Author and storyteller Mark Binder has a new audio book out for all kinds of family fun.
Transmit Joy! includes some classic and some unique audio tracks to fascinate readers and make your kids laugh. Binder has great versatility, creating diverse animal and human characters with his wide range. From “The Billy Goats Gruff” to “The Little Wolf Cub” and more, families will have a little over an hour of storytelling fun. Just imagine how entertaining it would be to act these out along with the CD or MP3 album once you learn the words.
Transmit Joy! by Mark Binder is definitely worth checking out.
Original Release Date: June 13, 2016
Release Date: June 13, 2016
Label: Light Publications
Copyright: 2016 Mark Binder
Total Length: 1:04:52
I received a free CD from the author. This review contains my honest opinions, which I have not been compensated for in any way.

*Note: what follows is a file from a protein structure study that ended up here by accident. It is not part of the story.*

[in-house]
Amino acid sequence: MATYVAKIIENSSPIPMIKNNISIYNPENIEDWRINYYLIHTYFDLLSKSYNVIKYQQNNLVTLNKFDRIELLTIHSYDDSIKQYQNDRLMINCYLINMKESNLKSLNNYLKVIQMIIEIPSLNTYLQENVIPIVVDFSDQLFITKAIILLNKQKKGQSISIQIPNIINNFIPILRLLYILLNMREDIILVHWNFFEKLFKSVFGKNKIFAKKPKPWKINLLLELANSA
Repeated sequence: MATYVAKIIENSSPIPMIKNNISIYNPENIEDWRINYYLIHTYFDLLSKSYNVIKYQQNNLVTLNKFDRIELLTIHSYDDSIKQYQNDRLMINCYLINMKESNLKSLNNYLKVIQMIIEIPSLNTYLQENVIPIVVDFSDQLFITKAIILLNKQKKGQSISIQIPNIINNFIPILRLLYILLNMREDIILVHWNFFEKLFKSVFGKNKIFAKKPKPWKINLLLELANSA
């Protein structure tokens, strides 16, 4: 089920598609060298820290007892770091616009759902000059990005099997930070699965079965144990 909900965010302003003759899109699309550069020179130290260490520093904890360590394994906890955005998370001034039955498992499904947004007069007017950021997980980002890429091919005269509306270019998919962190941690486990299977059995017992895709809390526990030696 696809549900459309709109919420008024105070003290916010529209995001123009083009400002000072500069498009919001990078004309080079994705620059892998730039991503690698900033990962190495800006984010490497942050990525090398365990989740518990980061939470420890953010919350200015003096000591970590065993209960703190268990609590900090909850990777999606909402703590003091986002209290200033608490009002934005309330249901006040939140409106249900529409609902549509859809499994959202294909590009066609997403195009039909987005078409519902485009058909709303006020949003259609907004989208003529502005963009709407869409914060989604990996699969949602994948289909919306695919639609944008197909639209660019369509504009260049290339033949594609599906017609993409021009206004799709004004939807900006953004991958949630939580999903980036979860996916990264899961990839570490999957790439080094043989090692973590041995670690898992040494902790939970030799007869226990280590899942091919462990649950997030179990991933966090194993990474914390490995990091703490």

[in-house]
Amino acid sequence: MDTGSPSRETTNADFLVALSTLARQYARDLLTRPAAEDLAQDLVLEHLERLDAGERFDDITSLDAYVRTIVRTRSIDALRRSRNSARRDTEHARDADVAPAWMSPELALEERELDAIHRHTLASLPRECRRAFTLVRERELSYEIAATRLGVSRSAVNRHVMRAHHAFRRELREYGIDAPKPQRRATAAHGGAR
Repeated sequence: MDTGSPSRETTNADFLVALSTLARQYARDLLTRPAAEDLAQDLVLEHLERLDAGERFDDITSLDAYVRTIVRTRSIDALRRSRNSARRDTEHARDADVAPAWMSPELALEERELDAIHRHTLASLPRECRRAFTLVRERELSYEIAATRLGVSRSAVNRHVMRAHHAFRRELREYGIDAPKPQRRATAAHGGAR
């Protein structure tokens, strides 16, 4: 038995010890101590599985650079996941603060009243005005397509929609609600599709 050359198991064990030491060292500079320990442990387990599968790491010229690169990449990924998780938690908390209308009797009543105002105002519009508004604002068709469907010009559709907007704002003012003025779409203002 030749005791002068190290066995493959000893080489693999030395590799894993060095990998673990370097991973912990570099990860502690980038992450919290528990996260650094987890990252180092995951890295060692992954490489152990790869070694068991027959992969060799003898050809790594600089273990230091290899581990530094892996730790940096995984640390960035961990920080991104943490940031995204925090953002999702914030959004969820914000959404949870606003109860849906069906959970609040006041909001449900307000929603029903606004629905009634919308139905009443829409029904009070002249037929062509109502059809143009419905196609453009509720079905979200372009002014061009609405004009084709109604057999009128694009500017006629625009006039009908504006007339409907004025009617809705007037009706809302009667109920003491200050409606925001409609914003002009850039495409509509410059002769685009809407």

If you like art history of any kind, you’ll want to grab a copy of Children’s Picturebooks: The Art of Visual Storytelling by Martin Salisbury with Morag Styles.
In this fascinating book published by Laurence King Publishing in 2012, readers explore the history of children’s picturebooks from the days of painting on cave walls through to the twenty-first century. It discusses picturebooks as an art form, citing the work of popular artists; it talks about their importance in children’s literature; and even touches upon controversial topics in picturebooks.
When first asked to review this book a few years ago, I did so to learn more about my craft. Though I haven’t written anything brand new in a while, my first book was a picturebook and I have two more under contract. For this reason, the sections Print and Process and The Children’s Publishing Industry were especially interesting to me.
Children’s Picturebooks: The Art of Visual Storytelling is a resource I’ll be holding onto and referring back to as I grow in my craft.
Paperback: 192 pages
Publisher: Laurence King Publishing (February 8, 2012)
I received a copy of this book directly from the publisher. This review contains my honest opinions, which I have not been compensated for in any way.